The Singapore Zoo has announced the birth of a beautiful lion cub, the country’s first artificially inseminated lion baby.
The zoo has given the animal the name Simba, which means “lion” in Swahili and is an appropriate name for the son of Mufasa, a lion.
Following assistance from his caregivers, the cub appears to be healthy and content.
He has progressed to solid foods three months after its birth, and he enjoys playing with his ball and other enrichment equipment.
He’s practicing his roar, just like his namesake in the film The Lion King.
Now for the NSFW section of the story, which is considerably different from the version of The Lion King that we are all familiar with.
Mufasa, Simba’s father, was an elderly lion when his sperm was removed.
His violent disposition had precluded him from ever forming a successful relationship with a woman during his lifetime.
As a result, he had no children, therefore the zoo decided to use electro-ejaculation to collect his sperm.
The technique is modified from animal to animal, and it even occurs in humans on occasion.
The mechanism is largely the same across large mammals in that you introduce the device into the rectum of the animal you want to collect sperm from, with a sheath over the animal’s penis for collection.
A manual for the AC-1 Electrojaculator states, “Insert the lubricated probe completely in the animal’s rectum with the electrodes oriented ventrally (towards the front, underside).”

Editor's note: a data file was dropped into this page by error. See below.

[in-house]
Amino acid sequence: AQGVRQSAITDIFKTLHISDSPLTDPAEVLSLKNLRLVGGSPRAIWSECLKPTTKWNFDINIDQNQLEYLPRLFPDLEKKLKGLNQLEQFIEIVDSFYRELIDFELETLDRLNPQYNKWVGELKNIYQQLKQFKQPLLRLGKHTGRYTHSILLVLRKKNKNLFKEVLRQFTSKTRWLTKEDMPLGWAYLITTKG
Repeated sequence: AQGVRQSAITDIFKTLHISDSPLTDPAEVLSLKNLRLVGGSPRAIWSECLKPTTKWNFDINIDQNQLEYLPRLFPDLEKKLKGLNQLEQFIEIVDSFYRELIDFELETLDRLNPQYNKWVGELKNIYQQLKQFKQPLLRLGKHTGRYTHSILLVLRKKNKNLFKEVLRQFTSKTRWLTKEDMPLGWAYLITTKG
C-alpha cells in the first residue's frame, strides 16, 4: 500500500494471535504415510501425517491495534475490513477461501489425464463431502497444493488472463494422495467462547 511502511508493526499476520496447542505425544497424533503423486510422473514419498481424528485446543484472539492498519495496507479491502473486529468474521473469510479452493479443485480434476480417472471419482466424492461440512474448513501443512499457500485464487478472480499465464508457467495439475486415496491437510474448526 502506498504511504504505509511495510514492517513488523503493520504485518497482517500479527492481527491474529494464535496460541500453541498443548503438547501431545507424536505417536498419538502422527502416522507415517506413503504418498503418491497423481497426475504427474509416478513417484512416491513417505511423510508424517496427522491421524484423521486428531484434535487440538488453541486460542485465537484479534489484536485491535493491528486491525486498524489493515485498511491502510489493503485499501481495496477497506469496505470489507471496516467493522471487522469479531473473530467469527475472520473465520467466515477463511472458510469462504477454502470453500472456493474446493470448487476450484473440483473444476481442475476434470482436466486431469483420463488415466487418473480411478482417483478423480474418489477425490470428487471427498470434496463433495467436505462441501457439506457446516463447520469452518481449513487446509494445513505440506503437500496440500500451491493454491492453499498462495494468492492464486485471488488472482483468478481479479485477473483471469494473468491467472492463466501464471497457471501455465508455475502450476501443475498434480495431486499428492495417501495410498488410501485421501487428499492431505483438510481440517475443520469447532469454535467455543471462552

“In a rhythmic motion, stimulate the animal by turning the power knob clockwise, pause, return to zero and pause. Some movement of the rear legs will occur during stimulation.”
The device stimulates the animal in short bursts of 2-3 seconds that repeat for several minutes.
If no results are obtained, the procedure might be repeated with a higher voltage. According to the manual:
“Electroejaculation of an animal demands skill. It is not simply a matter of punching buttons and turning knobs, but requires finesse to find the proper timing and voltage to apply.”
Some animals, such as very dangerous lions, may be sedated as part of the surgery, as Mufasa was.
He did not survive the electro-ejaculation surgery and was not resuscitate later due to his age (20) and poor condition.
“Mufasa lived to the ripe old age of 20 but did not sire any cubs in his lifetime because of his aggressive behavior, which did not bring about successful pairings with any female,” Wildlife Reserves Singapore stated in a statement obtained by Channel News Asia.
“Yet his genes would be of high value in contributing to the genetic diversity and sustainability of African lion populations in zoological institutions.”
Kayla, a lioness, was inseminated using his sperm, and Simba was born on October 23, 2020.